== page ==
#304 – 1903 5c Lincoln, blue

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U.S. #304
Series of 1902-03 5¢ Lincoln

Issue Date: January 20, 1903
Quantity issued:
 550,000,000 (estimate)
Printed by: Bureau of Engraving and Printing
Method: Flat plate
Watermark: Double line
Perforation: 12
Color: Blue
 
Designed with the idea of conveying a message of patriotism, Lincoln’s careworn and despondent portrait was modeled after a wartime photograph. A united country is represented by the two figures – the Confederate and Union armies – clasping an olive branch of peace.
 
The 5¢ denomination paid the foreign letter rate. Traditionally, Lincoln had appeared on the 4¢ denominations and Ulysses S. Grant on the 5¢. That practice was changed with this issue.
 
President Abraham Lincoln
Two hundred years after his birth, Abraham Lincoln is still honored as one of the greatest U.S. Presidents. 
 
Lincoln was a complex man whose legacy is often overshadowed by the Civil War. Indeed, he ably led the Union throughout the War Between the States, but he did much more. Lincoln made millions of acres in the West available to the public inexpensively, allowed grants for agricultural universities, and signed bills that funded the first transcontinental railroad. Lincoln introduced the first U.S. paper currency and income tax, and reformed the national banking system. 
 
President Lincoln controlled the border slave states as the Civil War loomed. He rallied public opinion for the war effort within the Union states. A gentle man who neither hunted nor fished because he couldn’t bear to kill, Lincoln believed the nation could be peacefully reunited at the end of the bitter war. Then, just days after the war ended, Lincoln became the first U.S. President to be assassinated. 
 
Today, the rail-splitter from Kentucky is one of America’s greatest heroes. Self-educated, honest, and hardworking, Lincoln embodies the notion that a common person can work their way to the nation’s highest office and become one of America’s most admired Presidents.
 
Series of 1902-03
In 1902, the Postmaster General commissioned an entirely new series of general issues. Until this time, the current regular issues had been in use since 1890 with relatively few changes.
 
The ornate new designs, however, were not the only addition to the 1902 series. The 13-cent denomination was added, and two new faces were introduced – Benjamin Harrison and Admiral David Farragut. For the first time in postal history, an American woman was honored.
 
A slight change was also made in the format. Each stamp in this series bears the inscription, “Series 1902.” This caused some concern abroad, as many European philatelists wondered whether the U.S. was planning on issuing new stamps each year. Many of the stamps, however, did not even reach post offices until 1903, and the next general issues were not produced until 1908.
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U.S. #304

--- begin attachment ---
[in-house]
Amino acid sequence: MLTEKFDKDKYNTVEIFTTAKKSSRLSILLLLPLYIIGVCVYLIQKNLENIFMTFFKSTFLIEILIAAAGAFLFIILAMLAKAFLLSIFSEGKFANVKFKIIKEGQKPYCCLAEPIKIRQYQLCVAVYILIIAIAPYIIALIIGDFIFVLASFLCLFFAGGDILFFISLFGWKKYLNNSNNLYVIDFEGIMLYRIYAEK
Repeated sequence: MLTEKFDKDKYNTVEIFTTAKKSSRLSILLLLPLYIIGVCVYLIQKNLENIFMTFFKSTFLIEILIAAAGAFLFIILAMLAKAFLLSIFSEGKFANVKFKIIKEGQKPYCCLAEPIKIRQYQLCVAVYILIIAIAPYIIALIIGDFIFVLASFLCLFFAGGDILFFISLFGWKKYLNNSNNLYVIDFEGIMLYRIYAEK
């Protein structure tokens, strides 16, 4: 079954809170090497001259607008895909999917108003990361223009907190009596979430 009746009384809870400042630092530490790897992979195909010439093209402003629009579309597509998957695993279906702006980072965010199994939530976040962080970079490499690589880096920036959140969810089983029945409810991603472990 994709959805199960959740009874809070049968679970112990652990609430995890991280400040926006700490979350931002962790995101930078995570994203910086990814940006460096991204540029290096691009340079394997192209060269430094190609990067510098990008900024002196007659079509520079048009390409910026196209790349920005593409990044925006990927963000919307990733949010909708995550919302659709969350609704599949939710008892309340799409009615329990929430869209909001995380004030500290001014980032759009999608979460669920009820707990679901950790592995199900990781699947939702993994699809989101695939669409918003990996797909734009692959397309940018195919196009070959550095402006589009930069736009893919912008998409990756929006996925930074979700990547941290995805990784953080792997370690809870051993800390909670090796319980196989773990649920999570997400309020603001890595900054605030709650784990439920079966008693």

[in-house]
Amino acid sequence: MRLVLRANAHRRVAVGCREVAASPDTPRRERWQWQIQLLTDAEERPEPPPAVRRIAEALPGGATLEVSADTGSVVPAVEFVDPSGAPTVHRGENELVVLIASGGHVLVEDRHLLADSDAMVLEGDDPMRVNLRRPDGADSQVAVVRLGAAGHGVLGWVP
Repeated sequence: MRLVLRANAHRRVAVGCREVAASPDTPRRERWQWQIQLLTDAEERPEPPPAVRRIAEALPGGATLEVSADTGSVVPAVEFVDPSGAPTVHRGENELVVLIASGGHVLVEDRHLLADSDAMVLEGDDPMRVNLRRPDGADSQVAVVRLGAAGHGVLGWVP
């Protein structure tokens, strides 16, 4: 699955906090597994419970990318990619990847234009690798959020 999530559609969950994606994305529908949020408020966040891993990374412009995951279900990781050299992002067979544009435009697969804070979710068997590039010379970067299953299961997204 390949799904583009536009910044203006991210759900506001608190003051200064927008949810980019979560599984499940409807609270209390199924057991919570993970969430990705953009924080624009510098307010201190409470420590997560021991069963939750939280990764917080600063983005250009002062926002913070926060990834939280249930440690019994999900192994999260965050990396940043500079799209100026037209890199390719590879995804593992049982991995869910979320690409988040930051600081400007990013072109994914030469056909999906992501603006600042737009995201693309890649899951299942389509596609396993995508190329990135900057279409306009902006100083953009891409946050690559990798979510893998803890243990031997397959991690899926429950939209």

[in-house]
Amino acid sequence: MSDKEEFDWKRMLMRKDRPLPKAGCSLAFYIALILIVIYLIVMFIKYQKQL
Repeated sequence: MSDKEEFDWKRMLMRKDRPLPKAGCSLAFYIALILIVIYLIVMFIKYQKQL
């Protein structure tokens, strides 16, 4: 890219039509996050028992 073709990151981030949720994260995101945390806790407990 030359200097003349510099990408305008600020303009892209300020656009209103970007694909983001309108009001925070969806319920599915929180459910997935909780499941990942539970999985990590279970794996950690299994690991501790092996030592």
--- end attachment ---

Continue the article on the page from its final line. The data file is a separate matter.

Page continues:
Series of 1902-03 5¢ Lincoln

Issue Date: January 20, 1903
Quantity issued:
 550,000,000 (estimate)
Printed by: Bureau of Engraving and Printing
Method: Flat plate
Watermark: Double line
Perforation: 12
Color: Blue
 
Designed with the idea of conveying a message of patriotism, Lincoln’s careworn and despondent portrait was modeled after a wartime photograph. A united country is represented by the two figures – the Confederate and Union armies – clasping an olive branch of peace.
 
The 5¢ denomination paid the foreign letter rate. Traditionally, Lincoln had appeared on the 4¢ denominations and Ulysses S. Grant on the 5¢. That practice was changed with this issue.
 
President Abraham Lincoln
Two hundred years after his birth, Abraham Lincoln is still honored as one of the greatest U.S. Presidents. 
 
Lincoln was a complex man whose legacy is often overshadowed by the Civil War. Indeed, he ably led the Union throughout the War Between the States, but he did much more. Lincoln made millions of acres in the West available to the public inexpensively, allowed grants for agricultural universities, and signed bills that funded the first transcontinental railroad. Lincoln introduced the first U.S. paper currency and income tax, and reformed the national banking system. 
 
President Lincoln controlled the border slave states as the Civil War loomed. He rallied public opinion for the war effort within the Union states. A gentle man who neither hunted nor fished because he couldn’t bear to kill, Lincoln believed the nation could be peacefully reunited at the end of the bitter war. Then, just days after the war ended, Lincoln became the first U.S. President to be assassinated. 
 
Today, the rail-splitter from Kentucky is one of America’s greatest heroes. Self-educated, honest, and hardworking, Lincoln embodies the notion that a common person can work their way to the nation’s highest office and become one of America’s most admired Presidents.
 
Series of 1902-03
In 1902, the Postmaster General commissioned an entirely new series of general issues. Until this time, the current regular issues had been in use since 1890 with relatively few changes.
 
The ornate new designs, however, were not the only addition to the 1902 series. The 13-cent denomination was added, and two new faces were introduced – Benjamin Harrison and Admiral David Farragut. For the first time in postal history, an American woman was honored.
 
A slight change was also made in the format. Each stamp in this series bears the inscription, “Series 1902.” This caused some concern abroad, as many European philatelists wondered whether the U.S. was planning on issuing new stamps each year. Many of the stamps, however, did not even reach post offices until 1903, and the next general issues were not produced until 1908.